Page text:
Spectrum Says Its Novel G-CSF Drug Will Be Reviewed by FDA

January 4, 2020

In late December, Spectrum Pharmaceuticals announced that the FDA has accepted for review a Biologics License Application for eflapegrastim, a novel drug that could, if approved, compete with existing granulocyte colony-stimulating factor (G-CSF) therapies and their biosimilars.

In late December, Spectrum Pharmaceuticals announced that the FDA has accepted for review a Biologics License Application (BLA) for eflapegrastim, a novel drug that could, if approved, compete with existing granulocyte colony-stimulating factor (G-CSF) therapies and their biosimilars.

Eflapegrastim, which the company hopes to sell under the brand name Rolontis, comprises 2 proteins: an analog of G-CSF and an Fc antibody fragment. These components are joined by a polyethylene-glycol linker. According to the company, the Fc fragment is thought to interact with FcRn—expressed in endothelial cells and bone marrow—and to prolong the drug’s retention in these tissues.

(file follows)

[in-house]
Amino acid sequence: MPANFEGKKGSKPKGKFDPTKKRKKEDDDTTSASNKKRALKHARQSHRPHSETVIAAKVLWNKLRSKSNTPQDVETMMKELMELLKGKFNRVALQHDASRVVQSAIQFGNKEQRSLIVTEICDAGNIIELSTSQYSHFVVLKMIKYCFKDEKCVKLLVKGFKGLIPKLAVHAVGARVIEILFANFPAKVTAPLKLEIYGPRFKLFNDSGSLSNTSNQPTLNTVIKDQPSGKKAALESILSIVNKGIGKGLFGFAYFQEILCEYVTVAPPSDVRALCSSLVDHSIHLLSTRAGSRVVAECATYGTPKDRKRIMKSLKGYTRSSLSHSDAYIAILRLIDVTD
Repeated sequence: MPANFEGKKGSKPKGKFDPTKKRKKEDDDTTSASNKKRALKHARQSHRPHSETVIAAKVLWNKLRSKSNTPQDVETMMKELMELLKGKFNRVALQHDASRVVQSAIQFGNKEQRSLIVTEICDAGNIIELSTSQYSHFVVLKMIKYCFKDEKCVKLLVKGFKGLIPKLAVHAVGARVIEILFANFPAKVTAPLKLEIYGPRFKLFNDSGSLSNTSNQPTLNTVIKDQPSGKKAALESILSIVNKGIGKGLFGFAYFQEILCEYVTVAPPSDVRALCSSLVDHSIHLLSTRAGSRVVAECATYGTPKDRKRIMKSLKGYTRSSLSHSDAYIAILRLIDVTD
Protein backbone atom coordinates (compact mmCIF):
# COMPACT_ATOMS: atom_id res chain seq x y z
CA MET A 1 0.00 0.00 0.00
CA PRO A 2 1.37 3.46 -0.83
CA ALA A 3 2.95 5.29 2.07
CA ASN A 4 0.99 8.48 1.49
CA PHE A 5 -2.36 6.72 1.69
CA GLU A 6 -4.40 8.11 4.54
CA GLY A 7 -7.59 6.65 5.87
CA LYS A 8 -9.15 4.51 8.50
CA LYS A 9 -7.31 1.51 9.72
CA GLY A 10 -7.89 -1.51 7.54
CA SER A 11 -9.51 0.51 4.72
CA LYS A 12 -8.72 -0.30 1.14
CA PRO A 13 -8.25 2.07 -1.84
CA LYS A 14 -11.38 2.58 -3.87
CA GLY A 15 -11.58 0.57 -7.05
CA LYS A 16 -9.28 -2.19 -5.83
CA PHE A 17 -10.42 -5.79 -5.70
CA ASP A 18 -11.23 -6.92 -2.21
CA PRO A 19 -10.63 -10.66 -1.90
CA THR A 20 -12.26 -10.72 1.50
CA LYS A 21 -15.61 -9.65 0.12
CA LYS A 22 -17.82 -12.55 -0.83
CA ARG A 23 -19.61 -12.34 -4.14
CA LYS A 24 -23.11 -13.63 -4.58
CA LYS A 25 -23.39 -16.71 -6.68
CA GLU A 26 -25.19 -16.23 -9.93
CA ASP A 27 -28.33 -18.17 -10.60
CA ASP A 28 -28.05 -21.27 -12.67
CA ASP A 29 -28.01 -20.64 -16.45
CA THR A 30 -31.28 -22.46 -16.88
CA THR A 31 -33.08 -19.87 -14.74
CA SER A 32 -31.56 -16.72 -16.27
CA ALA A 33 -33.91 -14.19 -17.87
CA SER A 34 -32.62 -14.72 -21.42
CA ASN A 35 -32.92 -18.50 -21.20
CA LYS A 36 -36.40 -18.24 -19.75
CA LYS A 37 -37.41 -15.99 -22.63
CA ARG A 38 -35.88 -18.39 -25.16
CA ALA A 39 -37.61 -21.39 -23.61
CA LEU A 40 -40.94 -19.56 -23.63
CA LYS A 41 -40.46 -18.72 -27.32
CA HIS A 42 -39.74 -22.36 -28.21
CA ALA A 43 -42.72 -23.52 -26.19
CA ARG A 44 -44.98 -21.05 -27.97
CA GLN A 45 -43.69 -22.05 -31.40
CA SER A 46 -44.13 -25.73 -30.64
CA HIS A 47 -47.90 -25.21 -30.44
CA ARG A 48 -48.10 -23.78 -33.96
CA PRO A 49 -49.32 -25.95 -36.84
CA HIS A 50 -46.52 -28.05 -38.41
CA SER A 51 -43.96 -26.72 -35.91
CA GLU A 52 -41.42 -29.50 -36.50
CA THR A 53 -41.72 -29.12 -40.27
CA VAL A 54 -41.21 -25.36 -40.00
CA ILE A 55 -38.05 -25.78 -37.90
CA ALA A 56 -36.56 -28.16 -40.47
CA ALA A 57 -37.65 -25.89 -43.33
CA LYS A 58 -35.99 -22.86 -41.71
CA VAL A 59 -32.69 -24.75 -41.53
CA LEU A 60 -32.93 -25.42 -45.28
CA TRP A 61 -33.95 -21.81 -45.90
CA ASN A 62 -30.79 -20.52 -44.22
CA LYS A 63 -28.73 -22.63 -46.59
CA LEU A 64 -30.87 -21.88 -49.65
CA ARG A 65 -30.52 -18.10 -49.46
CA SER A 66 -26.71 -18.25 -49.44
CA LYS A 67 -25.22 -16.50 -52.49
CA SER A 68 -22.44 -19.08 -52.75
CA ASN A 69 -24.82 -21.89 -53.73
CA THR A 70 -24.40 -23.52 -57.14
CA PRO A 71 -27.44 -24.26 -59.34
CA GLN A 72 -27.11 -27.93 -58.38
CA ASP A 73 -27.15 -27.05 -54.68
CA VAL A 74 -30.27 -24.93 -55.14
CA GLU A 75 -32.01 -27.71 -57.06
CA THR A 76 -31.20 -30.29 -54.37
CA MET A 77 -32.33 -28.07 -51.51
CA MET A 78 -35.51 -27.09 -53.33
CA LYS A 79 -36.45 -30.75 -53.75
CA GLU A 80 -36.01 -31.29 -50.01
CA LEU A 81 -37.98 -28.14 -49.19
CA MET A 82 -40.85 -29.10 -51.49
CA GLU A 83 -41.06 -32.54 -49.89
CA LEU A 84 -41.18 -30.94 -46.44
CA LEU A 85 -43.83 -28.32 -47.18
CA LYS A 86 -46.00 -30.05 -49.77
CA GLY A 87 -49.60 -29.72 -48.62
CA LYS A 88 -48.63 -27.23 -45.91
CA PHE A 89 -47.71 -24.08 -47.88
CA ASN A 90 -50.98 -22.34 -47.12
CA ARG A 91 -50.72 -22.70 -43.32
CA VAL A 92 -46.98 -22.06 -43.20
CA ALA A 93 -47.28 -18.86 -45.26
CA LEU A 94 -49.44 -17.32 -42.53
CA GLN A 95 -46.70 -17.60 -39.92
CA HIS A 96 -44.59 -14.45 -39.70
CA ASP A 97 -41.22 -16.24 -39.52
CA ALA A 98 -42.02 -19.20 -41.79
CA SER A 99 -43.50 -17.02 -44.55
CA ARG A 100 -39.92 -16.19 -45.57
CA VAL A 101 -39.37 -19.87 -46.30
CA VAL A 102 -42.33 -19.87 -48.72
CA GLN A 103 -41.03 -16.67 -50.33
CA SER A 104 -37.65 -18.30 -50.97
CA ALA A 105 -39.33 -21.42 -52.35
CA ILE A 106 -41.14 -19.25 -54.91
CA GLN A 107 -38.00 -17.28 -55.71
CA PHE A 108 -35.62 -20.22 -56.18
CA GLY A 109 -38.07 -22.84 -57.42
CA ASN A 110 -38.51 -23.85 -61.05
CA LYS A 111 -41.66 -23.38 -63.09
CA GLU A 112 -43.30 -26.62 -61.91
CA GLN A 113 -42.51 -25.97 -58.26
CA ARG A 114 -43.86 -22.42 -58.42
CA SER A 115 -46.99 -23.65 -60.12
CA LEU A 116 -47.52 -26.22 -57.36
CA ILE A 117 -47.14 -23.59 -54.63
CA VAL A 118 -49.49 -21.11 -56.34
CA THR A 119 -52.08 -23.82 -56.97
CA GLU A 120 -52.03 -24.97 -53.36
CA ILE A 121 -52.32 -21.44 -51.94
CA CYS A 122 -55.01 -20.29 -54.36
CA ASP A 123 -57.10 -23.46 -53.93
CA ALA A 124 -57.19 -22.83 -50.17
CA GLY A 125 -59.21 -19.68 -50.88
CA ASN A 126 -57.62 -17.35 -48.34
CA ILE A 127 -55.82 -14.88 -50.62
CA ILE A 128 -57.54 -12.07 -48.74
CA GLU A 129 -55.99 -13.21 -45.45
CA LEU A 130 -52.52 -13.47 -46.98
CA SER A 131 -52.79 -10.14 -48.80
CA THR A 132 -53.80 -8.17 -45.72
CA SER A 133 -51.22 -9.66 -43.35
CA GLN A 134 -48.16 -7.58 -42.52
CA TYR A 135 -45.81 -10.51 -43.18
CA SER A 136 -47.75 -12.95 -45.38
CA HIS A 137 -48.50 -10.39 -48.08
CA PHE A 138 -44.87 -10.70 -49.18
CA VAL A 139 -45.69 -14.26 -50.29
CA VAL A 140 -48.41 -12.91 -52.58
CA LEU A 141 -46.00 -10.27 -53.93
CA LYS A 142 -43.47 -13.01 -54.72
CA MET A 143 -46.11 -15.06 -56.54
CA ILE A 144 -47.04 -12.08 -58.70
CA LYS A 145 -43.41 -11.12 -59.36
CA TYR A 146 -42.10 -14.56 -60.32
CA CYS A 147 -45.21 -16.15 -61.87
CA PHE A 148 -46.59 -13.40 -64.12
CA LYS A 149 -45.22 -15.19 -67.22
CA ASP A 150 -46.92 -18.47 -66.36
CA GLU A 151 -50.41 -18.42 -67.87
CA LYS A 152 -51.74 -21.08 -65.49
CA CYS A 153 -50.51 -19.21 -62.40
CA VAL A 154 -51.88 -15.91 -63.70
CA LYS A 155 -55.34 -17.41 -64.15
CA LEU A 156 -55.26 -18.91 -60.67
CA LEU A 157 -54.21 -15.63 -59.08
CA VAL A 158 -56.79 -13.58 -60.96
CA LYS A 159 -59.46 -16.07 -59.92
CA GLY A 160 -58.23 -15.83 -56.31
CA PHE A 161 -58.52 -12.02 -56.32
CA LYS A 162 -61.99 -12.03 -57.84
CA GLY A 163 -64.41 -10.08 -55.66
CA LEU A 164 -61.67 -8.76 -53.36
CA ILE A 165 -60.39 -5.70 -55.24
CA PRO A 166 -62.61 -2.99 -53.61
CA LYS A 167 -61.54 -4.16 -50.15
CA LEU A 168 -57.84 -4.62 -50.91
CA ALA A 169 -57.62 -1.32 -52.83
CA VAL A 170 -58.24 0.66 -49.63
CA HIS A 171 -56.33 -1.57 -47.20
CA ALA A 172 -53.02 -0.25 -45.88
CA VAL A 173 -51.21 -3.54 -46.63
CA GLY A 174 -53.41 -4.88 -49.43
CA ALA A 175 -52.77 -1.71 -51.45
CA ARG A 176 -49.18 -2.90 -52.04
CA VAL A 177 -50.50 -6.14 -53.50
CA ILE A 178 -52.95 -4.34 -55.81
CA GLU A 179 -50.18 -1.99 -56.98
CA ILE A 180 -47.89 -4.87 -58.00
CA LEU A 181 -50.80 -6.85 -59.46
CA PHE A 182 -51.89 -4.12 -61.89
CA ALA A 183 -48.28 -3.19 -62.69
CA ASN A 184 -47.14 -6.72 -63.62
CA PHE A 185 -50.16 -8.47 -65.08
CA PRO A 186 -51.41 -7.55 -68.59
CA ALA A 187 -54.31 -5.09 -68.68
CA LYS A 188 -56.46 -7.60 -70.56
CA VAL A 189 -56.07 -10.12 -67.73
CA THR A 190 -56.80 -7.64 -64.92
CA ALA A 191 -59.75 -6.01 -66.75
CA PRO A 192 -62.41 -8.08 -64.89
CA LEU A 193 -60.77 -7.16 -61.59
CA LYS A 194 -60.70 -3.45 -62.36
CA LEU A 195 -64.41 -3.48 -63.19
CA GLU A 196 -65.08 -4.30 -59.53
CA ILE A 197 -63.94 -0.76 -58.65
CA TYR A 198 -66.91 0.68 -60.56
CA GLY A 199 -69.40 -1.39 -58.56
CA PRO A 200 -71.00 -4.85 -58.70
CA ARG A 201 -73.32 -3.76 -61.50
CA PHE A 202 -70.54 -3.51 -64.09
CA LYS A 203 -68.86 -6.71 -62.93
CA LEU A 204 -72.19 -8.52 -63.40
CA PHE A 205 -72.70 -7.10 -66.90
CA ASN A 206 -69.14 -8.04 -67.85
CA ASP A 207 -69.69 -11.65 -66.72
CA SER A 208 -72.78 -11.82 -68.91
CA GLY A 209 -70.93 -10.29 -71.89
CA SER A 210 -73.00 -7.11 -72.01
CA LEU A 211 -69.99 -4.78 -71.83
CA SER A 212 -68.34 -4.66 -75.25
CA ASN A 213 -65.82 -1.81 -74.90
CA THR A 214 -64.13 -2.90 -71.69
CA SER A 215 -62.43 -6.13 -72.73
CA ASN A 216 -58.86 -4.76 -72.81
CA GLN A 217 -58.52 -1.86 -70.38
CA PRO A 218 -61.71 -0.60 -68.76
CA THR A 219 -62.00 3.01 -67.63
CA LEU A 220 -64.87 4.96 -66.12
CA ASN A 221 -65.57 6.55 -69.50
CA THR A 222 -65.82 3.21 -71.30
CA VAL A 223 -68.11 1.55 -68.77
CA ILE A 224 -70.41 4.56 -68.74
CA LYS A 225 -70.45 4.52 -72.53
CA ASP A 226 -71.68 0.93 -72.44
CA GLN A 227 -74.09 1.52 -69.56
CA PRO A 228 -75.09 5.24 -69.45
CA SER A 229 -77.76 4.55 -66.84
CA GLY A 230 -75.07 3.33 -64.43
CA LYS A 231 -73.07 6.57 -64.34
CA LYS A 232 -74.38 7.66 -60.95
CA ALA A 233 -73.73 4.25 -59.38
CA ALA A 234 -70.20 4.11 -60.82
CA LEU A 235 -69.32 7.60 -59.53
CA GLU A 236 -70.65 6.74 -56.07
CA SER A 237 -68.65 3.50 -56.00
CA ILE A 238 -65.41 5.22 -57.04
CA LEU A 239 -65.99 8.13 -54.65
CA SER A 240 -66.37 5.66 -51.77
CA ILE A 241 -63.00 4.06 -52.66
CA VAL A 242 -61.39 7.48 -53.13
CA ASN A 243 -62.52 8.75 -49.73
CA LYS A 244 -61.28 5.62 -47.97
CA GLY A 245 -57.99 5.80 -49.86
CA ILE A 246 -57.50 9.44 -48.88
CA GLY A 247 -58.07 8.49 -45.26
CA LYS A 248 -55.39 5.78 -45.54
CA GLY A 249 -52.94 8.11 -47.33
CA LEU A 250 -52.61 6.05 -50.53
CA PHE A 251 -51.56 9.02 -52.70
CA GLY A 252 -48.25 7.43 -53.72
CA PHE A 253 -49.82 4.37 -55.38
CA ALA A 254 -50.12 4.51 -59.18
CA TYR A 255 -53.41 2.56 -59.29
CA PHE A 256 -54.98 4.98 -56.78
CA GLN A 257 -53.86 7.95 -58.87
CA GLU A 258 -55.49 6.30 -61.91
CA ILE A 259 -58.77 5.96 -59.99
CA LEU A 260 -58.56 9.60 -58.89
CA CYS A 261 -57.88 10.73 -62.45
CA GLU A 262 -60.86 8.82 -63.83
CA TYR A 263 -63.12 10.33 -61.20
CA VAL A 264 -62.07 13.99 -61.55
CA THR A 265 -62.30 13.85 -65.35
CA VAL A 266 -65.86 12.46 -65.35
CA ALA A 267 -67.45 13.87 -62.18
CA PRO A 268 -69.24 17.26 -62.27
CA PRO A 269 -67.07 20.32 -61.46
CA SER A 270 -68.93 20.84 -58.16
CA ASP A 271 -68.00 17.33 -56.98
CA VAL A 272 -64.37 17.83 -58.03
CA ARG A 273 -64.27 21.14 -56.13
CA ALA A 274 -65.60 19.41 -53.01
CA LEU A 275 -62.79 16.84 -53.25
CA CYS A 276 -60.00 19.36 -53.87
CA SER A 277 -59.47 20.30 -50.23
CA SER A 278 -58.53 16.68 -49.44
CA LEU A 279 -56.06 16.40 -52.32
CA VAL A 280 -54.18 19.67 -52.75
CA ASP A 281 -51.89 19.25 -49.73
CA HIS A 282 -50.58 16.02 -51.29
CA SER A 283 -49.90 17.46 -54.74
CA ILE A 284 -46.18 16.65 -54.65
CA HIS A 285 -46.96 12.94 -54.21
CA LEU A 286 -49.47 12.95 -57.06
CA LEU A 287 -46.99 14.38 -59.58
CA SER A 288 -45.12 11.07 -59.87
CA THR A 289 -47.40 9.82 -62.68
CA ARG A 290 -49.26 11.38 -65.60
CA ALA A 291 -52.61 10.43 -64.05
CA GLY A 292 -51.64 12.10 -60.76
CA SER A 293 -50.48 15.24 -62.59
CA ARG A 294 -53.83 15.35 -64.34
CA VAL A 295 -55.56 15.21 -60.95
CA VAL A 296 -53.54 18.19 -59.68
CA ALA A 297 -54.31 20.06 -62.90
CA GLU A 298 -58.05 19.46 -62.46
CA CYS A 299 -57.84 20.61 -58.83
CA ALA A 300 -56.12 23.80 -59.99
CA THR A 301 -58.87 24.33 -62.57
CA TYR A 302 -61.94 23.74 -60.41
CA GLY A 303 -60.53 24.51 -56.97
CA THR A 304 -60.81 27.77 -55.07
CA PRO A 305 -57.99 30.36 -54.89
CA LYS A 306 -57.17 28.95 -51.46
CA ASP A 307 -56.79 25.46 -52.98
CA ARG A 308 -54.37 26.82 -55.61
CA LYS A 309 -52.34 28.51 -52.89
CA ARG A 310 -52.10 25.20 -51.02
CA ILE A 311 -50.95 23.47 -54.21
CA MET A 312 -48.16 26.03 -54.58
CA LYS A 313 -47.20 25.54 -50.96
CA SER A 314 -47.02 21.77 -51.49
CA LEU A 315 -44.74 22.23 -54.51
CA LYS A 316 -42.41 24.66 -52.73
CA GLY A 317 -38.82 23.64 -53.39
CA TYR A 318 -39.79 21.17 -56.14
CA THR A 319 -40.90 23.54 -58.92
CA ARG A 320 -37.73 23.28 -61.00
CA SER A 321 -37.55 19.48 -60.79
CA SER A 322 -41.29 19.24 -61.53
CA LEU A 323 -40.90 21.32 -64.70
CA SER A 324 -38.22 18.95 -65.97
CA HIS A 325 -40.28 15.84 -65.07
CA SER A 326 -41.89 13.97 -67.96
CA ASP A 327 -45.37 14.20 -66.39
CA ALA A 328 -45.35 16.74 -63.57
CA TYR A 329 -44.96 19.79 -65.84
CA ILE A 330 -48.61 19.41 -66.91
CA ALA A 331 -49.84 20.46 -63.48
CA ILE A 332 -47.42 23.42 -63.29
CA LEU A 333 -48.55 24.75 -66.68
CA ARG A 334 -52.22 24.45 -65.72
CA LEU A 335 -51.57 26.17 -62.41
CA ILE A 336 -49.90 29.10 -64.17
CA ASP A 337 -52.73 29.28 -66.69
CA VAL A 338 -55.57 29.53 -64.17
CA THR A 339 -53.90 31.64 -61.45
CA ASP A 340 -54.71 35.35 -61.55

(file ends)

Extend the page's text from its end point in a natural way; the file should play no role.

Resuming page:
“If approved, Rolontis could be the first novel [G-CSF] available to healthcare providers in over 15 years,” said the company’s chief executive officer, Joe Turgeon, in a statement. “We have confidence in the future of Rolontis and are looking forward to potentially competing in this multibillion-dollar market.”

The company expects a decision from the FDA by October 24, 2020.

The drug was studied in comparison with pegfilgrastim a phase 3, randomized, open-label trial in 237 patients with breast cancer who were receiving chemotherapy. Patients were randomized to receive either the investigational drug (n = 118) or pegfilgrastim (n = 119), and the primary end point was the duration of severe neutropenia in cycle 1 of chemotherapy as measured by absolute neutrophil count.

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